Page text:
Oct 24

From the Desk of the Superintendent- Off-Campus Education

The folowing article was published in the Lethbridge Herald on October 23, 2013

At one time there was truth in the saying, “Work hard and you will find a good job!” However, in today’s world, working hard, although a desirable skill, does not ensure our students a good job and a self-sufficient future. Today, schools must provide multiple pathways to success that allow student transition to university, college, trades and directly into the world of work.

Recently the Canadian Chamber of Commerce estimated that more than 500,000 postsecondary graduates will be working in low-skilled jobs by 2016, while 1.5 million skilled jobs will go unfilled. School systems must be part of the solution to address the need of skilled labour in the coming years. High schools within Holy Spirit Catholic School Division are ensuring this pathway to success for students is well established as a priority by the development of a strong off- campus education program. Off-campus education plays an important role in assisting students’ transition into the work force and post-secondary education while attaining their high school diploma. These programs facilitate partnerships between students, school, post-secondary institutions, business, industry and community members and they allow students to explore and expand their career interests and aptitudes in meaningful work situations.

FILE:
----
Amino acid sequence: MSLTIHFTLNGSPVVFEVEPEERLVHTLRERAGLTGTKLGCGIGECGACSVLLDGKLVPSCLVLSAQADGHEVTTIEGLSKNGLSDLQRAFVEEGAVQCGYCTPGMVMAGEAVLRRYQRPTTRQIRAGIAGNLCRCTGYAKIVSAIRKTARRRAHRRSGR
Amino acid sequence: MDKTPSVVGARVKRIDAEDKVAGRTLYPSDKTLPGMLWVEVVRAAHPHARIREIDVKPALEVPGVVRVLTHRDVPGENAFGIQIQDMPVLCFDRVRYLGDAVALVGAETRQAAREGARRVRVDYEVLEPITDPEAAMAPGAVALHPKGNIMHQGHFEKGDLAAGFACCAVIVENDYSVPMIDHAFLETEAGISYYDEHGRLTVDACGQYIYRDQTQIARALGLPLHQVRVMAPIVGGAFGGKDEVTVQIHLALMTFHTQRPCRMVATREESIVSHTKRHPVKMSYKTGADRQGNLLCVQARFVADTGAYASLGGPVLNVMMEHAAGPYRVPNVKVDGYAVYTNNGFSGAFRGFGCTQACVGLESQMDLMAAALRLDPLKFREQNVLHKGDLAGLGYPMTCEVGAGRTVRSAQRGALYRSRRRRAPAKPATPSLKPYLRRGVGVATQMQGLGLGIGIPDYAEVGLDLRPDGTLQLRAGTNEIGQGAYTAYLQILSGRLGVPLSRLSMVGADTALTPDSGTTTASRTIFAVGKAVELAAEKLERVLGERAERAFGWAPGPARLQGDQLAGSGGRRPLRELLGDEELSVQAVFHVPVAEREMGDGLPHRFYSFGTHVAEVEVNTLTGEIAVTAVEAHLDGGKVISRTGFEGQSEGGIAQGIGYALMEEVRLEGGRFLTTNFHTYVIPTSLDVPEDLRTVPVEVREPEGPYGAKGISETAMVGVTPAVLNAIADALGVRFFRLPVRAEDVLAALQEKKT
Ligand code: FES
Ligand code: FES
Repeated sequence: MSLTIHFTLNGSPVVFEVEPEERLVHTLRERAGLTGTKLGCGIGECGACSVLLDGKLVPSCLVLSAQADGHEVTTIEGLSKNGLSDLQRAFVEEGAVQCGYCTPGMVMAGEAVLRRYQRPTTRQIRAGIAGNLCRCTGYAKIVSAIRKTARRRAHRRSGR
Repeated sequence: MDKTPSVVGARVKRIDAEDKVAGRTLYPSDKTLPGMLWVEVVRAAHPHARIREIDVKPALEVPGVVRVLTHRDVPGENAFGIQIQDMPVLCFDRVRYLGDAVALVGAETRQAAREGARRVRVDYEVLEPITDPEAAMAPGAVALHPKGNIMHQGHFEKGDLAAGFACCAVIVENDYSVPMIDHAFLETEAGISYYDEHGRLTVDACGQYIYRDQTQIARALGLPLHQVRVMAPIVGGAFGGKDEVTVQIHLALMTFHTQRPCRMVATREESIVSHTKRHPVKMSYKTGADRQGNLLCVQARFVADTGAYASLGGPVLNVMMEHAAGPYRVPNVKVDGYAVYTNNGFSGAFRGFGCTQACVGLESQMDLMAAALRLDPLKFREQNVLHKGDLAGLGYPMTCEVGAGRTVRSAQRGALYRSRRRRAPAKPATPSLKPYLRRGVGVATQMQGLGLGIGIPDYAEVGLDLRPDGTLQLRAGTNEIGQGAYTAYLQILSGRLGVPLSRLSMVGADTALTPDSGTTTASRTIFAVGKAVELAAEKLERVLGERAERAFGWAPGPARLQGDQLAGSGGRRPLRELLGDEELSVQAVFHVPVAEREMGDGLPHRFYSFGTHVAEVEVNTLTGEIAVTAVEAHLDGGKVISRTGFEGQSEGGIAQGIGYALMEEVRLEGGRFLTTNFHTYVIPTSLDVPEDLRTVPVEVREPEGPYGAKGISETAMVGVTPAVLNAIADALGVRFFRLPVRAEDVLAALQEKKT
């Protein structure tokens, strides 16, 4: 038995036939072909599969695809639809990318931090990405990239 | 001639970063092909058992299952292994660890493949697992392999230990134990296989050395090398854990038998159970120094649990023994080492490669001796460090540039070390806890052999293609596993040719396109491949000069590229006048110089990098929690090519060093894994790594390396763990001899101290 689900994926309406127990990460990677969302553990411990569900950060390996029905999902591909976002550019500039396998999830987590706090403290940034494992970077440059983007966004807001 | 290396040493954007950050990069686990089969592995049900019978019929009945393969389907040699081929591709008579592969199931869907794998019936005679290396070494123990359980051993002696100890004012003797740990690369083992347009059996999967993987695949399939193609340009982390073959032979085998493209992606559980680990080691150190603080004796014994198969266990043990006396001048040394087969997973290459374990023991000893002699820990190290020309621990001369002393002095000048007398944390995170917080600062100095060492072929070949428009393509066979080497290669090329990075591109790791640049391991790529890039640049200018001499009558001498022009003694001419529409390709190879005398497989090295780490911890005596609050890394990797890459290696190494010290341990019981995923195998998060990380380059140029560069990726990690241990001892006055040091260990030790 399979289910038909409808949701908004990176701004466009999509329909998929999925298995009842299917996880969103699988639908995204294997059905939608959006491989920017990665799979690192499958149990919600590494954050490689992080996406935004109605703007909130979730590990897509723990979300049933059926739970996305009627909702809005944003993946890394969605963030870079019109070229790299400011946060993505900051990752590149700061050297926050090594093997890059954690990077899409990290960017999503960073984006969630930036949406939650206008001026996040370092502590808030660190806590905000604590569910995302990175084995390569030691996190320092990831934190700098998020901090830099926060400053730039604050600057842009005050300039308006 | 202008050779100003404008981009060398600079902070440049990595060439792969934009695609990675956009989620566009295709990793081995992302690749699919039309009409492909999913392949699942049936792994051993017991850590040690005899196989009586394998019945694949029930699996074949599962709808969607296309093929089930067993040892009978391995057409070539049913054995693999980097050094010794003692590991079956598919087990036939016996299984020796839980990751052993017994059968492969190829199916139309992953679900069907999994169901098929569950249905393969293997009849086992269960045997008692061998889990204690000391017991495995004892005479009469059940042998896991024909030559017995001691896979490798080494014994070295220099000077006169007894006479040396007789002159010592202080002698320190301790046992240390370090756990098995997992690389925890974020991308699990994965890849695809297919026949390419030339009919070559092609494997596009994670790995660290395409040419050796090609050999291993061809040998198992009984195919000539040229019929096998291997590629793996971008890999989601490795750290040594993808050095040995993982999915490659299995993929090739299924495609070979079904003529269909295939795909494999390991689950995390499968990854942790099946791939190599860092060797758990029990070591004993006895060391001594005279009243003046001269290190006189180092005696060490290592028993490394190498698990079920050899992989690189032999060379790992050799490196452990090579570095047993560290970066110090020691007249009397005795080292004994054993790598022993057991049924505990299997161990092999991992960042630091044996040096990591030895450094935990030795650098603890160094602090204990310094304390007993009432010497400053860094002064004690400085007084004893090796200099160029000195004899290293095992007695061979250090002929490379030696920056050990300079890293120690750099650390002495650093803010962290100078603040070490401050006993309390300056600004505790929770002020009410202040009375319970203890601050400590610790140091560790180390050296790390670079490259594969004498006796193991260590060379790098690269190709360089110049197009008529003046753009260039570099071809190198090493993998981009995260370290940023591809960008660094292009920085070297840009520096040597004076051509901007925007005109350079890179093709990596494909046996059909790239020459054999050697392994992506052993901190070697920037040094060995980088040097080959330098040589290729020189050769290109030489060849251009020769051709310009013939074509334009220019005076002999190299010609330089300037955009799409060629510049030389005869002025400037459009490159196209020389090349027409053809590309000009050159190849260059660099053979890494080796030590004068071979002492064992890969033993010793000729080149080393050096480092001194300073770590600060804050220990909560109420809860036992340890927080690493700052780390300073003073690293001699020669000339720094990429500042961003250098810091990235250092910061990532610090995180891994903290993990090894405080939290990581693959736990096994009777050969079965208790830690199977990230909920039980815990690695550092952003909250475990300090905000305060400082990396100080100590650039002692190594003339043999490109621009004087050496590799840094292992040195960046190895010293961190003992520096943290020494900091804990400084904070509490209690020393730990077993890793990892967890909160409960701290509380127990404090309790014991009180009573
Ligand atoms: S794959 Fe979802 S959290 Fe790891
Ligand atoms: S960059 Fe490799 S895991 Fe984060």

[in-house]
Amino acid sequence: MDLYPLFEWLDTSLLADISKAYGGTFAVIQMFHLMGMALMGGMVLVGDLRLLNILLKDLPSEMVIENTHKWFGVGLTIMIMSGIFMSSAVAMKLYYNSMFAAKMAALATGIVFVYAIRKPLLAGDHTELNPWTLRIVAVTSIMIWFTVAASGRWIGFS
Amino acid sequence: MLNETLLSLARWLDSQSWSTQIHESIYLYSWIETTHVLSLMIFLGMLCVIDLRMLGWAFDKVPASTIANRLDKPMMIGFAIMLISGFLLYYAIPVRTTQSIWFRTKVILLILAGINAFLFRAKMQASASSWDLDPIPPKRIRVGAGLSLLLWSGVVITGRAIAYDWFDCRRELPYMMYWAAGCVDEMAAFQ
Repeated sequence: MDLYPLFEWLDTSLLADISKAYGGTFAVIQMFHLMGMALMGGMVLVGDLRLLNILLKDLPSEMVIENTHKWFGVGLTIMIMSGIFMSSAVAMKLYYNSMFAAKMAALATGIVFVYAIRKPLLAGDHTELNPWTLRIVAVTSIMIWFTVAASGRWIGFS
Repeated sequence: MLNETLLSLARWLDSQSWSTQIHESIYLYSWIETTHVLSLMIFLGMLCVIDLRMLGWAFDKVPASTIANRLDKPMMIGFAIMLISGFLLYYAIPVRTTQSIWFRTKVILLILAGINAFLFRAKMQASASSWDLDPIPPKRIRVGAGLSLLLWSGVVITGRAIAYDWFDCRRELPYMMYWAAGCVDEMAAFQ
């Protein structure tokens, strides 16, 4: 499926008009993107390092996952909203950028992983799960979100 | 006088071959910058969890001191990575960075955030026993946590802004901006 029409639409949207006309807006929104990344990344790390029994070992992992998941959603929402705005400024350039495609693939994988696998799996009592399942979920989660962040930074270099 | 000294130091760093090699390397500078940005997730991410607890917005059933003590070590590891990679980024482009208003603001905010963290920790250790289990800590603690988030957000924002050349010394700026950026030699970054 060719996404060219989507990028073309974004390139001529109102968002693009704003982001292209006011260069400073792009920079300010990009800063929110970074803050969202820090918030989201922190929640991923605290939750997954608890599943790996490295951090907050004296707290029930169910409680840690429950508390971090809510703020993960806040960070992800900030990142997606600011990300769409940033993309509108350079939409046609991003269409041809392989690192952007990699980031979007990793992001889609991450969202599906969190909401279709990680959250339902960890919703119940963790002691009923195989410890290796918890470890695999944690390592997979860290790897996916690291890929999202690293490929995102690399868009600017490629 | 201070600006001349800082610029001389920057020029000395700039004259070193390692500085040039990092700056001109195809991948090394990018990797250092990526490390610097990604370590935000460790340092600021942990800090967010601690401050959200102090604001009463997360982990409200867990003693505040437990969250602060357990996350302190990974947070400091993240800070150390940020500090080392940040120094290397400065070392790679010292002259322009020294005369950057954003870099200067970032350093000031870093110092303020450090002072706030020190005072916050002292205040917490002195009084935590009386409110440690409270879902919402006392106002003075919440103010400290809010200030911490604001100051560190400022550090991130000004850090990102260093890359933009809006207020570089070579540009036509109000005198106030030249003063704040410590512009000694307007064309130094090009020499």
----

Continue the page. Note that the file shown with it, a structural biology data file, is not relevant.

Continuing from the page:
An exciting avenue for high school students to enter the world of trades is through the popular Registered Apprenticeship Program (RAP). RAP provides opportunities for high school students to earn credits towards their high school diploma while accumulating hours towards their first year apprenticeship in one of Alberta’s designated trades. They spend part of their year in school completing graduation requirements and part in industry as a registered apprentice. As a RAP apprentice, the student gets a realistic look at the work world, learns employability and the hands-on skills required in the industry. In addition to earning a wage, a RAP student may earn up to 40 high school credits, including four 30-level 5-credit courses, towards their high school diploma and up to 1000 hours towards an apprenticeship.

Given the high demand for skilled trade workers, the future in these career fields looks very promising for students who choose this pathway. It is important for schools to offer this type of programming and provide potential employers with an opportunity to find quality young employees. Holy Spirit Catholic Schools believes in multiple pathways to success and off-campus education is one of the many for our students.

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